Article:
Oh My Gods: A Modern Retelling of Greek and Roman Myths

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Overview

The Greek and Roman myths have never died out; in fact they are as relevant today as ever. For thousands of years these myths have inspired plays, operas, paintings, movies, and television programs. They are fascinating tales that tell us about ourselves?about our hopes, fears, and desires, which are as ancient as mankind. Many of these myths are deeply disturbing; others are sublimely beautiful. All of them move us still, as they did the Greeks and Romans hundreds of ...

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Oh My Gods: A Modern Retelling of Greek and Roman Myths

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Overview

The Greek and Roman myths have never died out; in fact they are as relevant today as ever. For thousands of years these myths have inspired plays, operas, paintings, movies, and television programs. They are fascinating tales that tell us about ourselves—about our hopes, fears, and desires, which are as ancient as mankind. Many of these myths are deeply disturbing; others are sublimely beautiful. All of them move us still, as they did the Greeks and Romans hundreds of generations ago.

Oh My Gods is a retelling of some of the most popular myths by a gifted scholar and writer. These tales of errant gods, fantastic creatures, and human heroes are brought to life in fresh and contemporary versions.

Have there ever been stories to rival the myths about the creation of the universe and the wars among the earliest gods? Or about the Olympian gods themselves: powerful Zeus, king of the gods, possessed of a wandering eye; his wife, Hera, queen of marriage and childbirth, perpetually outraged by her husband’s many affairs; Poseidon, god of the sea, brother of Zeus; their other brother, Hades, god of the underworld; and all the other gods and goddesses—talented Apollo, beautiful Aphrodite, fierce Athena, swift Hermes, and many more. And the dauntless heroes Theseus and Hercules, the doomed lovers Hero and Leander or Orpheus and Eurydice, whose stories can still break our hearts. From the astonishing tales of the Argonauts to the immortal narrative of the Battle of Troy, these ancient myths have inspired writers from Shakespeare to J. K. Rowling.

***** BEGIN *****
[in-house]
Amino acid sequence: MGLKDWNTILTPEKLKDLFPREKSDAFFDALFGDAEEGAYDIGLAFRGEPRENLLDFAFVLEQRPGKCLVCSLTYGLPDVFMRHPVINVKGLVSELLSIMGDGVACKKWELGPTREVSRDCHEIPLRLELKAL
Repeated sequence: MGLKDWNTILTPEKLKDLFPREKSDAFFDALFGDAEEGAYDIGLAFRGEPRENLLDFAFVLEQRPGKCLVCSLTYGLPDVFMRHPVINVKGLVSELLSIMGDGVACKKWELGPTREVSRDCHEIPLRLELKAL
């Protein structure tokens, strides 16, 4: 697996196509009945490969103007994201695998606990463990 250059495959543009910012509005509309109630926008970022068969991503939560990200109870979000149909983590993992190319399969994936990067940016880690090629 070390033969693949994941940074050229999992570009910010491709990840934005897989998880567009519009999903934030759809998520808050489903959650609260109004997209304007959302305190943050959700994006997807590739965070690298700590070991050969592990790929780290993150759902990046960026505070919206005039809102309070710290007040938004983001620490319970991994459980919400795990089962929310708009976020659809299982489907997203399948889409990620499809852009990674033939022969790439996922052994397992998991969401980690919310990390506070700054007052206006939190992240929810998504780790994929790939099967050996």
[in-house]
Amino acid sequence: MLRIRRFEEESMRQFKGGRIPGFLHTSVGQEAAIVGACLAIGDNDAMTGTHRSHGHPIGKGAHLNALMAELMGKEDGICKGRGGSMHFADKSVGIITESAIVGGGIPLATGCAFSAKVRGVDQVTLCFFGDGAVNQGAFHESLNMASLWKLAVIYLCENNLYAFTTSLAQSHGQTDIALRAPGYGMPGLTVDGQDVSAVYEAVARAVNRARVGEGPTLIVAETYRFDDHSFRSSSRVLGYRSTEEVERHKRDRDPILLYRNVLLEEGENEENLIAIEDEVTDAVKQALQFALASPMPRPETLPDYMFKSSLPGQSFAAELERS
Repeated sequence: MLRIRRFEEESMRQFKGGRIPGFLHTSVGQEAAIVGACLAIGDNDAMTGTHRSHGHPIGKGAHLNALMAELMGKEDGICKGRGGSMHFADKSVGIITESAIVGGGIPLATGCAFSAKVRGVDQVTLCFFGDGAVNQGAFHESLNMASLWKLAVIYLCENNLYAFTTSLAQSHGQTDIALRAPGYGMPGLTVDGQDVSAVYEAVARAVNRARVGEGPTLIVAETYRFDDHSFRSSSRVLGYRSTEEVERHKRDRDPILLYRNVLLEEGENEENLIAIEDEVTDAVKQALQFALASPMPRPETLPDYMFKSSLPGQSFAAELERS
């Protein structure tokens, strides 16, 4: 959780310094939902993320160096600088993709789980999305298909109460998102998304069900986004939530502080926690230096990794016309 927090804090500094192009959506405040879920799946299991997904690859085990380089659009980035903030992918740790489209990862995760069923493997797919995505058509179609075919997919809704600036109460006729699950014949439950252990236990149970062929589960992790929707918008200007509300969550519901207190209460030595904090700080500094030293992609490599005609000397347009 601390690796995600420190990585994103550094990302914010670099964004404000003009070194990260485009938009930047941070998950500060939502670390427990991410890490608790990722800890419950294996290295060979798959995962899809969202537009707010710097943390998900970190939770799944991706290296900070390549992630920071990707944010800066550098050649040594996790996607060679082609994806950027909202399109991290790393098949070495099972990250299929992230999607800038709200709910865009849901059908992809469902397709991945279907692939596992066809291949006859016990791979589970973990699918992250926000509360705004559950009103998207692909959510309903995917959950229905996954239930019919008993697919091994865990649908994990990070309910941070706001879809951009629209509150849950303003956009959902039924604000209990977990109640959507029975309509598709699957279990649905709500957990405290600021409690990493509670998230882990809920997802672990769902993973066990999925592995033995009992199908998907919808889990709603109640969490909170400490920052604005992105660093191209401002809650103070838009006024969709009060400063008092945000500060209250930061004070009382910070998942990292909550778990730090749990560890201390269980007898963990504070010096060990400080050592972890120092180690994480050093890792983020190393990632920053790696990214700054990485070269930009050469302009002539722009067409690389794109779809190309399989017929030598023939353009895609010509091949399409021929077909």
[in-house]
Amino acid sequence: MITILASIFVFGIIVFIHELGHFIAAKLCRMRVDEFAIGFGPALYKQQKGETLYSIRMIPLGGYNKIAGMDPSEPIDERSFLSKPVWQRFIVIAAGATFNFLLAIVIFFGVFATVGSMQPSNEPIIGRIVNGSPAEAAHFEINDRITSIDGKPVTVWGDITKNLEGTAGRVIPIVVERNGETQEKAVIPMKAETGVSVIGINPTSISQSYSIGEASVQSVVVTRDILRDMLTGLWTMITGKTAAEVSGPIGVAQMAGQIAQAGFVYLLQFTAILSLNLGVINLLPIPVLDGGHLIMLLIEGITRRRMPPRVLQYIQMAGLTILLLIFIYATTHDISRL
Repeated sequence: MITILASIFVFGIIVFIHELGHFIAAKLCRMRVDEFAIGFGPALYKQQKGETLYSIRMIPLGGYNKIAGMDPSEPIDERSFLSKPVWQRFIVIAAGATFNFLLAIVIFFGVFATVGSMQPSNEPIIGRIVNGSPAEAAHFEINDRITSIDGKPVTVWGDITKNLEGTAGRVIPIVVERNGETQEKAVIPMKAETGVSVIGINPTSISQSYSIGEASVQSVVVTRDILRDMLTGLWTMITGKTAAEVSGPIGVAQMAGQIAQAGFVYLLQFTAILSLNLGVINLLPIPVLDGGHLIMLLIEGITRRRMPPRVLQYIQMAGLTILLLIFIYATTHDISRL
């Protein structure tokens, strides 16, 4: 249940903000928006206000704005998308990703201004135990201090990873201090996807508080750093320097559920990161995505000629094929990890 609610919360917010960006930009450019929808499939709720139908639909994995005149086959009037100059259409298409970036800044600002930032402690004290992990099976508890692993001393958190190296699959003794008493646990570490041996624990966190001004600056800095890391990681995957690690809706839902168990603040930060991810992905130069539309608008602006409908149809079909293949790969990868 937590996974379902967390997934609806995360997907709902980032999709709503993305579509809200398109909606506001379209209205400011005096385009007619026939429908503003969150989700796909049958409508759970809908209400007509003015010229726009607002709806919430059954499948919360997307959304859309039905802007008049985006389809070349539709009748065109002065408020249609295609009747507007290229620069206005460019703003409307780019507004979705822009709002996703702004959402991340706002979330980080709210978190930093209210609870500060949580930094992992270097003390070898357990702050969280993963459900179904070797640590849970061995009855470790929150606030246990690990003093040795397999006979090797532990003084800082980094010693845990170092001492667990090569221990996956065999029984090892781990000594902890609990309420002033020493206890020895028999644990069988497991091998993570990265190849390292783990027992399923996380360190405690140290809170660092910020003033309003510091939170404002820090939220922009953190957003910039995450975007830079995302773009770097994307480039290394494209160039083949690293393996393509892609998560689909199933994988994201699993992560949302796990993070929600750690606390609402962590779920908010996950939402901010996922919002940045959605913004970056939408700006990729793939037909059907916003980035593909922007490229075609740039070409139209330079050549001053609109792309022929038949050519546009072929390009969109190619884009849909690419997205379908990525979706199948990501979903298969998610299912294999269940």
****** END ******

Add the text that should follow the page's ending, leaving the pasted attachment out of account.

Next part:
Philip Freeman’s vibrant, contemporary retelling makes us appreciate again why these wonderful tales have lasted thousands of years and charmed young and old readers alike.

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Editorial Reviews

Publishers Weekly
Did Zeus use his immense power solely for good? Was Jason really a great hero who sailed across the sea to find the Golden Fleece or a selfish lout who succeeded only with the help of a clever and resourceful woman he later betrayed? Classicist Freeman (Julius Caesar) tries to answer these questions by retelling familiar Greek and Roman myths so we can hear the challenging portions that are often glossed over. But what he accomplishes is simply the retelling of these myths for modern readers in contemporary language while remaining faithful to the original sources. Often he paraphrases a single ancient author or merges several sources. Sections are devoted to myths of creation, myths of gods and goddesses, heroes, lovers. Freeman retells such familiar tales as the spinning contest between the goddess Athena and the great weaver Arachne, which ends with Athena turning Arachne into a spider that will forever weave beautiful patterns in her webs. The book includes a helpful glossary, lists of Greek and Roman gods, and suggestions for further reading. While there is no substitute for Hesiod, Homer, Ovid, or Virgil, Freeman’s lively if unoriginal retellings offer a useful introduction to these enduring stories. Maps. (Jan.)
Bryn Mawr Classical Review
“Philip Freeman must be thanked for his contribution to the process of keeping the Classics alive in the modern world. . . . Oh My Gods is another contribution to the enlivening of antiquity and like his other works this collection is a thoughtful and essentially well-written work.”
From the Publisher
"Electrifying. . . . Freeman brings the contentious, devious, shape-shifting, revengeful gods and goddesses, from Zeus and Hera on down, to towering life, recounting their violent exploits with verve and clarity."
Booklist

"A thoroughly delightful book."
—Jules Wagman, The St. Louis Post-Dispatch

"Each story is written eloquently and with sincere enthusiasm for the narration of these myths. . . . Highly accessible."
Library Journal

Kirkus Reviews